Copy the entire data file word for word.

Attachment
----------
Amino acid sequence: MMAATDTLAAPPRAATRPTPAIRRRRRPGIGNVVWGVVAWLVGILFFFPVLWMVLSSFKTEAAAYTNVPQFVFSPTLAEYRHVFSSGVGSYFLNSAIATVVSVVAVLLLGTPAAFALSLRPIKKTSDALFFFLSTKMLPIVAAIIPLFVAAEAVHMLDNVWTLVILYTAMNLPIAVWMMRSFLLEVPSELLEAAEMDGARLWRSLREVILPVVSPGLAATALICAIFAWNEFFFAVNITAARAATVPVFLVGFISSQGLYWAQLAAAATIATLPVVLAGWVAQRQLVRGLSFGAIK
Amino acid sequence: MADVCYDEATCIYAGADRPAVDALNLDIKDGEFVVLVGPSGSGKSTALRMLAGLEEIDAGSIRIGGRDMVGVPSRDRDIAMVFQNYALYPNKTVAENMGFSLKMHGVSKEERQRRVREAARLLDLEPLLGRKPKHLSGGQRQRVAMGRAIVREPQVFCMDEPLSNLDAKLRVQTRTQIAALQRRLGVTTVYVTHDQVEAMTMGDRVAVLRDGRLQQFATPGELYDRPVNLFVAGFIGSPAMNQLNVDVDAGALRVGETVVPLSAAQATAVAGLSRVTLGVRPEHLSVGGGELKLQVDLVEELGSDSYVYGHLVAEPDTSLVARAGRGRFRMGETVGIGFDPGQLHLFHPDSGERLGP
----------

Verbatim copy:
Amino acid sequence: MMAATDTLAAPPRAATRPTPAIRRRRRPGIGNVVWGVVAWLVGILFFFPVLWMVLSSFKTEAAAYTNVPQFVFSPTLAEYRHVFSSGVGSYFLNSAIATVVSVVAVLLLGTPAAFALSLRPIKKTSDALFFFLSTKMLPIVAAIIPLFVAAEAVHMLDNVWTLVILYTAMNLPIAVWMMRSFLLEVPSELLEAAEMDGARLWRSLREVILPVVSPGLAATALICAIFAWNEFFFAVNITAARAATVPVFLVGFISSQGLYWAQLAAAATIATLPVVLAGWVAQRQLVRGLSFGAIK
Amino acid sequence: MADVCYDEATCIYAGADRPAVDALNLDIKDGEFVVLVGPSGSGKSTALRMLAGLEEIDAGSIRIGGRDMVGVPSRDRDIAMVFQNYALYPNKTVAENMGFSLKMHGVSKEERQRRVREAARLLDLEPLLGRKPKHLSGGQRQRVAMGRAIVREPQVFCMDEPLSNLDAKLRVQTRTQIAALQRRLGVTTVYVTHDQVEAMTMGDRVAVLRDGRLQQFATPGELYDRPVNLFVAGFIGSPAMNQLNVDVDAGALRVGETVVPLSAAQATAVAGLSRVTLGVRPEHLSVGGGELKLQVDLVEELGSDSYVYGHLVAEPDTSLVARAGRGRFRMGETVGIGFDPGQLHLFHPDSGERLGP